# Why don't discretization errors occur with compute-shaded kernel filters?

An efficient compute-shaded image filter would be emitted with (screenX / [kernel width], screenY / [kernel height], 1) groups and one kernel in each group, allowing texels to pass into groupshared memory and reducing the total number of samples at each pixel. But it seems like this will only apply the filter within the patches defined by each thread-group and create aliasing between them. Why doesn't this happen? If it does happen, how is it mitigated?

• It's been a long while I've done any image processing but f I understand correctly you are talking about the convolution operation applied to images with a kernel matrix? In that case the kernel is applied on every pixel. Your local workgroup size is (kernel width, kernel height,1). If you apply the operation to every pixel in this group, then it'd equal to just looping every pixel in the entire image and applying the kernel. Why would there be aliasing? – gallickgunner Feb 18 at 4:09
• Ah if you are thinking it like that sure. I had a different picture in mind. You don't necessarily need to share information. If you pass the image as image2D you could just calculate the indices for the pixels required by the edge pixel in a group. Although half of those will lie in the other groups, you can still read from the image at those pixels assuming you are not reading and writing from the same image. You can't anyway i think there should be 2 images, one for reading and other for the filtered one. – gallickgunner Feb 18 at 4:28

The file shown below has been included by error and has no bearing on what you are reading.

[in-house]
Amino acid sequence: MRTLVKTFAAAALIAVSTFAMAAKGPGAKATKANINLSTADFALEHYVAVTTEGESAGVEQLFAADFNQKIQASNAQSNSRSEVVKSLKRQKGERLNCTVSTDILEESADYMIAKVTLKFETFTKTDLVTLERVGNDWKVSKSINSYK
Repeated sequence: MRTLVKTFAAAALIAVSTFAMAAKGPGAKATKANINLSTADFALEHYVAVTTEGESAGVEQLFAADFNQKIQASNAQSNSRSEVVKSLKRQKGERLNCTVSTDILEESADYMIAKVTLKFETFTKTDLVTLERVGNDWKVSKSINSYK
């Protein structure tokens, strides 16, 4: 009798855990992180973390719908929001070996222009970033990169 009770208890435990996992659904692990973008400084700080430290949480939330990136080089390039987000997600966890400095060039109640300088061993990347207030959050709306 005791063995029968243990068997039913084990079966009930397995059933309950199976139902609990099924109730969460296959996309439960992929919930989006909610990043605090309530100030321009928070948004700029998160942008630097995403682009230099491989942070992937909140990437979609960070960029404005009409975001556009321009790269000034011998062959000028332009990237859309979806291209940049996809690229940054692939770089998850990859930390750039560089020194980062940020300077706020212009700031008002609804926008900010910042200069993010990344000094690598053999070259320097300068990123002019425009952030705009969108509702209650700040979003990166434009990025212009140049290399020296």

• @PaulFerris I have an issue with your definition of aliasing (it means something entirely different in image processing than what you have in mind). As far as the fourier domain goes, it will let you convolve your image efficiently with large filters by simply multiplying two fourier transformed images. There's a tradeoff obviously of going to the fourier domain and back. This can be done through FFT though which is $O(n\log n)$. So it really depends on your kernel size whether it's better/more efficient. – lightxbulb Feb 18 at 19:10
• @PaulFerris Not really, 5x5 is small enough for you to do it directly, just use a texture for input and a texture for output. The other thing that you can look into (for more specialized cases) is summed area tables/integral images, which let you perform arbitrary region box filtering in constant time. There's generalizations to other filters foo, but it does require preprocessing of the image (can be done in parallel though). – lightxbulb Feb 18 at 20:00
• @PaulFerris I don't think it would make sense for what you want to do. Just do it normally, I don't think you can get rid of the fact that for each pixel you have to sample a different subset of the image. Just implement it and profile. – lightxbulb Feb 19 at 10:05